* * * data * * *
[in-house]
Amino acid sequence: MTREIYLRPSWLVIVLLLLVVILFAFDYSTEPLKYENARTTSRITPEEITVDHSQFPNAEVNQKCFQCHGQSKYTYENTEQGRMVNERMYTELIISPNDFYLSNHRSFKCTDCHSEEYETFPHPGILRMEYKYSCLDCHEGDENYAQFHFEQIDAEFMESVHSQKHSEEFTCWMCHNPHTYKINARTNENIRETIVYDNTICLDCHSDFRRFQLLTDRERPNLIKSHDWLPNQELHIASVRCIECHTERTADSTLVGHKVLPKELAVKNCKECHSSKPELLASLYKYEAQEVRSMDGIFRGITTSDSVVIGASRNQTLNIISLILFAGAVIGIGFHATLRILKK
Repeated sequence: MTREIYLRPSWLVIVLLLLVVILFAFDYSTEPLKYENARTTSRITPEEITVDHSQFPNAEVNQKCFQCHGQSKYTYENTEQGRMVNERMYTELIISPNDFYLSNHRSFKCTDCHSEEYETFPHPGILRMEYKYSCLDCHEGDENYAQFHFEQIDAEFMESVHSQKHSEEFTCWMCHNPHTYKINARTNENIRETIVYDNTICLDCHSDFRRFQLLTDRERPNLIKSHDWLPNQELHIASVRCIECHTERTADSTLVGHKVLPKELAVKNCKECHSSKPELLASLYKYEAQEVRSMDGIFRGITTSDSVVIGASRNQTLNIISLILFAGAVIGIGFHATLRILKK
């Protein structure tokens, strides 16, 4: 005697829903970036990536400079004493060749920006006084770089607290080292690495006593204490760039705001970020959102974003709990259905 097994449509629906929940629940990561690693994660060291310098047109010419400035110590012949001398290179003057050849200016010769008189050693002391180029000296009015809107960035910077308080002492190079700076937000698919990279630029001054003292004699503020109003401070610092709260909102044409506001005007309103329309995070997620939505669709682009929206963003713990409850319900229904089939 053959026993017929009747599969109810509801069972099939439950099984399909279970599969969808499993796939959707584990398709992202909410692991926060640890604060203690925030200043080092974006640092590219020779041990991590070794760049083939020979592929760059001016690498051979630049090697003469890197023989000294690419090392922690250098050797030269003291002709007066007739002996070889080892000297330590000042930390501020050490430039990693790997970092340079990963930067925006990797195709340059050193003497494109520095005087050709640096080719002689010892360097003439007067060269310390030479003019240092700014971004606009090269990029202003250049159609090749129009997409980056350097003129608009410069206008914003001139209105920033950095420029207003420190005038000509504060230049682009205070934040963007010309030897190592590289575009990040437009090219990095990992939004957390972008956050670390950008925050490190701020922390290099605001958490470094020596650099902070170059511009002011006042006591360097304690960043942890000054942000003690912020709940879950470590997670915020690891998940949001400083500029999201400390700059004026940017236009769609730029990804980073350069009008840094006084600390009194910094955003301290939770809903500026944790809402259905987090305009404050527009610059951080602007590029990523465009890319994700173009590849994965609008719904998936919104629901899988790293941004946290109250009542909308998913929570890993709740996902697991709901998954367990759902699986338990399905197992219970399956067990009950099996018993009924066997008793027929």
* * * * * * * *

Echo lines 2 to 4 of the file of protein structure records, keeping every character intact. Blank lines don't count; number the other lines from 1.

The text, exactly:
Amino acid sequence: MTREIYLRPSWLVIVLLLLVVILFAFDYSTEPLKYENARTTSRITPEEITVDHSQFPNAEVNQKCFQCHGQSKYTYENTEQGRMVNERMYTELIISPNDFYLSNHRSFKCTDCHSEEYETFPHPGILRMEYKYSCLDCHEGDENYAQFHFEQIDAEFMESVHSQKHSEEFTCWMCHNPHTYKINARTNENIRETIVYDNTICLDCHSDFRRFQLLTDRERPNLIKSHDWLPNQELHIASVRCIECHTERTADSTLVGHKVLPKELAVKNCKECHSSKPELLASLYKYEAQEVRSMDGIFRGITTSDSVVIGASRNQTLNIISLILFAGAVIGIGFHATLRILKK
Repeated sequence: MTREIYLRPSWLVIVLLLLVVILFAFDYSTEPLKYENARTTSRITPEEITVDHSQFPNAEVNQKCFQCHGQSKYTYENTEQGRMVNERMYTELIISPNDFYLSNHRSFKCTDCHSEEYETFPHPGILRMEYKYSCLDCHEGDENYAQFHFEQIDAEFMESVHSQKHSEEFTCWMCHNPHTYKINARTNENIRETIVYDNTICLDCHSDFRRFQLLTDRERPNLIKSHDWLPNQELHIASVRCIECHTERTADSTLVGHKVLPKELAVKNCKECHSSKPELLASLYKYEAQEVRSMDGIFRGITTSDSVVIGASRNQTLNIISLILFAGAVIGIGFHATLRILKK
């Protein structure tokens, strides 16, 4: 005697829903970036990536400079004493060749920006006084770089607290080292690495006593204490760039705001970020959102974003709990259905 097994449509629906929940629940990561690693994660060291310098047109010419400035110590012949001398290179003057050849200016010769008189050693002391180029000296009015809107960035910077308080002492190079700076937000698919990279630029001054003292004699503020109003401070610092709260909102044409506001005007309103329309995070997620939505669709682009929206963003713990409850319900229904089939 053959026993017929009747599969109810509801069972099939439950099984399909279970599969969808499993796939959707584990398709992202909410692991926060640890604060203690925030200043080092974006640092590219020779041990991590070794760049083939020979592929760059001016690498051979630049090697003469890197023989000294690419090392922690250098050797030269003291002709007066007739002996070889080892000297330590000042930390501020050490430039990693790997970092340079990963930067925006990797195709340059050193003497494109520095005087050709640096080719002689010892360097003439007067060269310390030479003019240092700014971004606009090269990029202003250049159609090749129009997409980056350097003129608009410069206008914003001139209105920033950095420029207003420190005038000509504060230049682009205070934040963007010309030897190592590289575009990040437009090219990095990992939004957390972008956050670390950008925050490190701020922390290099605001958490470094020596650099902070170059511009002011006042006591360097304690960043942890000054942000003690912020709940879950470590997670915020690891998940949001400083500029999201400390700059004026940017236009769609730029990804980073350069009008840094006084600390009194910094955003301290939770809903500026944790809402259905987090305009404050527009610059951080602007590029990523465009890319994700173009590849994965609008719904998936919104629901899988790293941004946290109250009542909308998913929570890993709740996902697991709901998954367990759902699986338990399905197992219970399956067990009950099996018993009924066997008793027929």